Within the Department of Transportation (DOT), DOT's Office of Chief Information Officer (OCIO), within the Office of the Secretary of Transportation (OST), is responsible for leading DOT's compliance with the Open Government Directive issued by the Office of Management and Budget on December 8, 2009 (OMB Memorandum M-10-06). OCIO and other OST offices (principally, the Office of Public Affairs (OPA) and the Office of General Counsel (OGC)) provide technical, programmatic and legal support for DOT-wide compliance with the Open Government Directive. OMB's Open Government Directive requires agencies to take specific actions to implement the principles of transparency, participation, and collaboration as set forth in the President's Memorandum on Transparency and Open Government, issued January 21, 2009.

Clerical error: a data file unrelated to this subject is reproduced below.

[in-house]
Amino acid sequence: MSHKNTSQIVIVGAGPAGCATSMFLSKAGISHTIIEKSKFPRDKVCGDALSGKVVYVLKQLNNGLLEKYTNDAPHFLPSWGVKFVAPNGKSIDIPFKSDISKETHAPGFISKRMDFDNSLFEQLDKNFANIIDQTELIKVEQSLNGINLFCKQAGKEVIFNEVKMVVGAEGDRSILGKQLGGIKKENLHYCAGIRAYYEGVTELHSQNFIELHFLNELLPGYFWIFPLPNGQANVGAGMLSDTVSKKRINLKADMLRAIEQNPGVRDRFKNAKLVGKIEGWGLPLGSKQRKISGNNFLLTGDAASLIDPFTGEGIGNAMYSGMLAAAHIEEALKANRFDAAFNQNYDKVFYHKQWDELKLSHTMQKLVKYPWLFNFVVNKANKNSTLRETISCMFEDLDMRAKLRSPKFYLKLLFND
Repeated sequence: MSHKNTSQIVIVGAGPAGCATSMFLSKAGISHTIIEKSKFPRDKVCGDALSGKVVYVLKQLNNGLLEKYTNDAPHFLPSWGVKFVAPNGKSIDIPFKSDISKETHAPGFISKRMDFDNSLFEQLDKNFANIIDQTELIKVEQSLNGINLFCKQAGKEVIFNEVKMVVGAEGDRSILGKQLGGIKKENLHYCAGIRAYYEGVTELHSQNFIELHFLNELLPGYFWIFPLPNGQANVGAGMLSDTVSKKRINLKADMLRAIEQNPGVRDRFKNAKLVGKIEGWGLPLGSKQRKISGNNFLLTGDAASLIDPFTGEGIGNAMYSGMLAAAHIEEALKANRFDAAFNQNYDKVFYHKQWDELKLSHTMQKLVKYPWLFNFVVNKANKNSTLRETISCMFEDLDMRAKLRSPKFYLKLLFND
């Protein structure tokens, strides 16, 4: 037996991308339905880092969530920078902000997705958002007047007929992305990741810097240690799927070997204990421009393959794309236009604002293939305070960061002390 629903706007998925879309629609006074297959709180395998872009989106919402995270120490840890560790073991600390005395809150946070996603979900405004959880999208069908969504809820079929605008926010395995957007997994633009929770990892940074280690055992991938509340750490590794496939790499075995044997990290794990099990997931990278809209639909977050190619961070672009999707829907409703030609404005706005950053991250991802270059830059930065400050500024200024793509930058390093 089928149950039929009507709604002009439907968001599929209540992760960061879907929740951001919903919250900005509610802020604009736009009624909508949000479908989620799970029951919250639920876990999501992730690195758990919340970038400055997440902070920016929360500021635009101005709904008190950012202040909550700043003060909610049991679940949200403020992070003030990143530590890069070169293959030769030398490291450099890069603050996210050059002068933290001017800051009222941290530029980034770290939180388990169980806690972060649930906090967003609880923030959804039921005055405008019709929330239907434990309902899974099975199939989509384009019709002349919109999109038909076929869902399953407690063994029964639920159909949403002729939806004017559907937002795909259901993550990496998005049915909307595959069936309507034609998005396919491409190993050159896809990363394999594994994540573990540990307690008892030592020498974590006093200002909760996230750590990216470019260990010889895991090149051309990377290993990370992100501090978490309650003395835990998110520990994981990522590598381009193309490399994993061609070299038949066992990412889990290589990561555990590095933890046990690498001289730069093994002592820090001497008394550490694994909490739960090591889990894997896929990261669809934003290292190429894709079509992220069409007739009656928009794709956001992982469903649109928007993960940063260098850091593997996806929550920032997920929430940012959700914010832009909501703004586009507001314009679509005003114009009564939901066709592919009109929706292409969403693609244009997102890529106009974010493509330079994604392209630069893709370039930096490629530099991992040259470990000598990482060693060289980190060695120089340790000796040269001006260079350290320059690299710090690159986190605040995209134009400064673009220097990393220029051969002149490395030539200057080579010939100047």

As part of its support function for Open Government, OCIO issued policies (DOT Order 1351.24 "Departmental Web Policy" and DOT Order 1351.33 "Departmental Web-Based Interactive Technologies Policy") regarding use of third-party web sites and applications. These policies permit DOT public engagement and public affairs offices and Information Technology (IT) support personnel to use third-party web sites and applications (i.e., "non-.gov" sites, such as Facebook, YouTube and Twitter) to provide information and services to the public and to provide social media tools (such as blogs) for members of the public to use to engage with DOT regarding DOT programs. On a "non-.gov" site, the third party that operates the site collects certain mandatory information about users of the site as necessary to operate the social media tools (for example, to register or enroll users to submit comments to the site or to receive information alerts from the site). The third party may also solicit and collect optional information about users of the site for the third party's own commercial purposes. The mandatory and optional information collected by the third party could include personally identifiable information (PII) about individual users. The third party could make some of this PII publicly available to other users of the site (for example, a user's personal email address may appear on the site if the user is using it as his or her public ID; "friending" may reveal some of the user's personal profile information to the user who is "friended"). In addition, individual members of the public may include other PII in their public interactions with the site (such as, by including PII in comments they submit to the site).